Dr. Eric Rickart, Dr. Shannen Robson and Dr. Lois Alexander have spent the past 15 years examining species of mice, voles, and squirrels (among other animals) in the American Great Basin to better understand how and why there are changes occurring within their communities.
It’s been five years since we first installed the 600 objects in our glass-enclosed Collections Wall. Now, we’re preserving some of the light-sensitive artifacts and bringing in objects from other collections to create a new, updated look for our visitors.
It takes a thorough understanding of the biology of starch to determine which starch grains are being recovered from archaeological sites. Lisbeth Louderback, our Curator of Archaeology, has discovered that bigger grains yield the best information for identification purposes.
By studying the diets of ancient peoples, archaeobotanists may help to provide some answers for modern agricultural challenges. Carbohydrate-rich plants are adding to the story of ancient agriculture and plant domestication.
One of the true American anthropological treasures, a trove of 250 moccasins and leather parts, was found in caves on the Great Salt Lake – after careful study and re-shaping, it seems that they belonged to people from subarctic Canada rather than the Fremont or Shoshone people who inhabited Utah.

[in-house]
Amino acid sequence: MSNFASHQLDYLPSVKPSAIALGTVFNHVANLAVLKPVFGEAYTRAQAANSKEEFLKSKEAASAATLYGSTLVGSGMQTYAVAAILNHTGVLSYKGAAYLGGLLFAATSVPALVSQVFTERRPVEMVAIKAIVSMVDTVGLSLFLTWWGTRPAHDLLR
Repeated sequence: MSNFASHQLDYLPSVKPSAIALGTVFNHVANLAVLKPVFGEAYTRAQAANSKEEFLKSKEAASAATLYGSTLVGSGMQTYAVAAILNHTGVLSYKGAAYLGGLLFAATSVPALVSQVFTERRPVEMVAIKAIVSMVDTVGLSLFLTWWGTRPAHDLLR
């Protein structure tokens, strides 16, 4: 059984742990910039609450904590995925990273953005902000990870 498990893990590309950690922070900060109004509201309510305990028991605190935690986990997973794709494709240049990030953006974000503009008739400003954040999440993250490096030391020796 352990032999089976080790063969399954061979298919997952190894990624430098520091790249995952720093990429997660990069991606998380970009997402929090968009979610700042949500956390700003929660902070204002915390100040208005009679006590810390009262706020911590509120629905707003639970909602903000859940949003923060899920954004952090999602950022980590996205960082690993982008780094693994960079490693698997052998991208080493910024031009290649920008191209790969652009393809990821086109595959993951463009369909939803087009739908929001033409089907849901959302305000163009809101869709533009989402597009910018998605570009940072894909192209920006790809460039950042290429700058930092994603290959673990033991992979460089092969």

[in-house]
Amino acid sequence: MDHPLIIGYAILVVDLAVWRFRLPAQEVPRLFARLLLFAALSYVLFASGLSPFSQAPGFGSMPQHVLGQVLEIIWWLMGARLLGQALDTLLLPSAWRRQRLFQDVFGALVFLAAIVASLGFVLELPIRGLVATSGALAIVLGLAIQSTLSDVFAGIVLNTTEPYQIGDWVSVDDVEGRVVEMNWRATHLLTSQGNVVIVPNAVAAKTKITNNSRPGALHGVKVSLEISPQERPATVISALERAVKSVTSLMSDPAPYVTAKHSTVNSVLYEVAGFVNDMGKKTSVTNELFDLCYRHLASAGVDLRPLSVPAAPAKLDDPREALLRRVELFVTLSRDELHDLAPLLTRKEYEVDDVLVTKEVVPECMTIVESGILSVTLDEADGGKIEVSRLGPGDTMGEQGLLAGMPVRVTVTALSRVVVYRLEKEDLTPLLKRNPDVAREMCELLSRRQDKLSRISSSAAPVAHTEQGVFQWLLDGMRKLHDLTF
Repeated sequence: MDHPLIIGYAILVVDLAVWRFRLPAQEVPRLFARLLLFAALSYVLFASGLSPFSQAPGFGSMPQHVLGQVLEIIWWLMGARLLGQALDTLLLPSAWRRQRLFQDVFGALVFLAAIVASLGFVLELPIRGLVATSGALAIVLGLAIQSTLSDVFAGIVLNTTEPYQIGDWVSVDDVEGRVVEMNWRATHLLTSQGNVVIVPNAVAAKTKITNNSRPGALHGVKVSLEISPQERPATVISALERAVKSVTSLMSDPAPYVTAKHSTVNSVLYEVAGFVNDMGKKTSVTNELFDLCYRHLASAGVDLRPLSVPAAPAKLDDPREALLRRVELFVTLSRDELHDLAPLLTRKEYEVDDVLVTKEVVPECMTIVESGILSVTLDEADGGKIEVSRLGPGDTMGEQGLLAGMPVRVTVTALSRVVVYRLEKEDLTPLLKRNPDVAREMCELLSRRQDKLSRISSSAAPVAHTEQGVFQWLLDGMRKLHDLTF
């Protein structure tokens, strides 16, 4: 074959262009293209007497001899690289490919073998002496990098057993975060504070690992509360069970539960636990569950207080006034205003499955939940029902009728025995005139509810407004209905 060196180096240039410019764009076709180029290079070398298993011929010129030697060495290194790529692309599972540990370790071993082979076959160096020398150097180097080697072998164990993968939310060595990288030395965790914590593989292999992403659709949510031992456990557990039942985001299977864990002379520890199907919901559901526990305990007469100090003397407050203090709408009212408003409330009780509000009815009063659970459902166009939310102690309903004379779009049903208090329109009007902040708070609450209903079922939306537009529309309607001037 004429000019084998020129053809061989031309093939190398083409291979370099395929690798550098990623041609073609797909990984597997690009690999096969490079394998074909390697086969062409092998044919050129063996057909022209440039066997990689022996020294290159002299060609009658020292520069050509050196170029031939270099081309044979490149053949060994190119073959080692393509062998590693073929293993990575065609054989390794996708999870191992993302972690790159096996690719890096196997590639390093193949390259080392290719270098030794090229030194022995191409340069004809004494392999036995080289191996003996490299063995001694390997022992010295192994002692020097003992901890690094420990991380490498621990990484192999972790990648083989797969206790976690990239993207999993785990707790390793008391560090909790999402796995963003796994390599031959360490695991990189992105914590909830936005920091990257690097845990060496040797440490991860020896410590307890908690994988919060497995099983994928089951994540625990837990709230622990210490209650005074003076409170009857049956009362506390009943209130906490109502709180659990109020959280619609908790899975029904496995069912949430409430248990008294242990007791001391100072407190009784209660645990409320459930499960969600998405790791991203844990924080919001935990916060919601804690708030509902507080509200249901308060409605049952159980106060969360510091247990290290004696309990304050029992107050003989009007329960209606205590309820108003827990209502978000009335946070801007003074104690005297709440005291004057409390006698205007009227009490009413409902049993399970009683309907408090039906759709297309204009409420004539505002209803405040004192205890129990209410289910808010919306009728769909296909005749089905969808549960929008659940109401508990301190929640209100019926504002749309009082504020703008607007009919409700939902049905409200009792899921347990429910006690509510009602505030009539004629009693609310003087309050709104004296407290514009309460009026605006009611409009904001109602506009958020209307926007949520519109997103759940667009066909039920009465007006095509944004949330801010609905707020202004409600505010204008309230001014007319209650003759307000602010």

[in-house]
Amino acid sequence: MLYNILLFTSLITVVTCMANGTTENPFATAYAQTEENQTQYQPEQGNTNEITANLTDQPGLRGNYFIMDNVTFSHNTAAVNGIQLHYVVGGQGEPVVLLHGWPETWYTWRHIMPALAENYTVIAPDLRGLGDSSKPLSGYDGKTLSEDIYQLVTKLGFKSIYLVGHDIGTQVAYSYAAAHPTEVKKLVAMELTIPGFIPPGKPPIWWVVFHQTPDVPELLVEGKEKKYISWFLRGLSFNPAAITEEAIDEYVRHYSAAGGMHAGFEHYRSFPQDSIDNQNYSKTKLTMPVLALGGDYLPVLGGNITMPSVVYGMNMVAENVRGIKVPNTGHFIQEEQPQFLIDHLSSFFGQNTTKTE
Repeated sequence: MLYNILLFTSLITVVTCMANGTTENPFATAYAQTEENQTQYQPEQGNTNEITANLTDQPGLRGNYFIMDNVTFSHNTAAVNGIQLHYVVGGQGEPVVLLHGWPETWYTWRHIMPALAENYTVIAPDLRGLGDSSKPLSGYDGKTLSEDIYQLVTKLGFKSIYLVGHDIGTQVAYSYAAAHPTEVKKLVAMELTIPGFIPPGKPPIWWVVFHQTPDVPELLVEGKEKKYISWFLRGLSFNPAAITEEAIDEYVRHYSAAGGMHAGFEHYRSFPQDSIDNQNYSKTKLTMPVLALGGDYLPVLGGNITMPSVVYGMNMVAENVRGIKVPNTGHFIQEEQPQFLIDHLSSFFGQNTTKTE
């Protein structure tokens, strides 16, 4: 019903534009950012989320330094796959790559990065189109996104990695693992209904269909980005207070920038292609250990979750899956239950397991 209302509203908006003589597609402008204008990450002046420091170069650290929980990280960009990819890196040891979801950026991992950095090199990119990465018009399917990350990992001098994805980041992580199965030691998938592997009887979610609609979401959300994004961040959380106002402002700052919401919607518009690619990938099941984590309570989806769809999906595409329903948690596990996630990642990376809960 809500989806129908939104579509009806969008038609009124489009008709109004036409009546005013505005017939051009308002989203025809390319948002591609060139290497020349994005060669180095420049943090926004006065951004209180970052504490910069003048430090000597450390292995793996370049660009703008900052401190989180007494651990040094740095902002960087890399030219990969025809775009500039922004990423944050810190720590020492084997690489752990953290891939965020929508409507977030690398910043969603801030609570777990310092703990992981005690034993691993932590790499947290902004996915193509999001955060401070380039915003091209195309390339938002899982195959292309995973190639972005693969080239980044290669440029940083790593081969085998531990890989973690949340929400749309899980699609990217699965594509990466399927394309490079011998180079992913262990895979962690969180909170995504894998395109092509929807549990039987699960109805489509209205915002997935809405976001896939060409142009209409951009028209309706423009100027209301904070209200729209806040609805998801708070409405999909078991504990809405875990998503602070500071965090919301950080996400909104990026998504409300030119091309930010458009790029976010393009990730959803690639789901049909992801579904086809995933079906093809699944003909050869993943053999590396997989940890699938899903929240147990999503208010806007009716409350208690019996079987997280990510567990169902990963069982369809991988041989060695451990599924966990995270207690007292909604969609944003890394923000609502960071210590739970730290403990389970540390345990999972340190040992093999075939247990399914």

In 2001, NHMU received a Save America’s Treasures Grant to restore an amazing cache of moccasins found in the Promontory Point caves. The conservation work was methodical and meticulous, and as a result, the conserved and reshaped moccasins are available for generations of researchers to study.
New evidence discovered in the Promontory caves reveals that a group of fantastic hunters and lovers of games and gambling were the inhabitants. Archaeologist and friend of NHMU, Jack Ives, believes that they were an Athabaskan or Dene-speaking culture from subarctic Canada, making friends in Utah.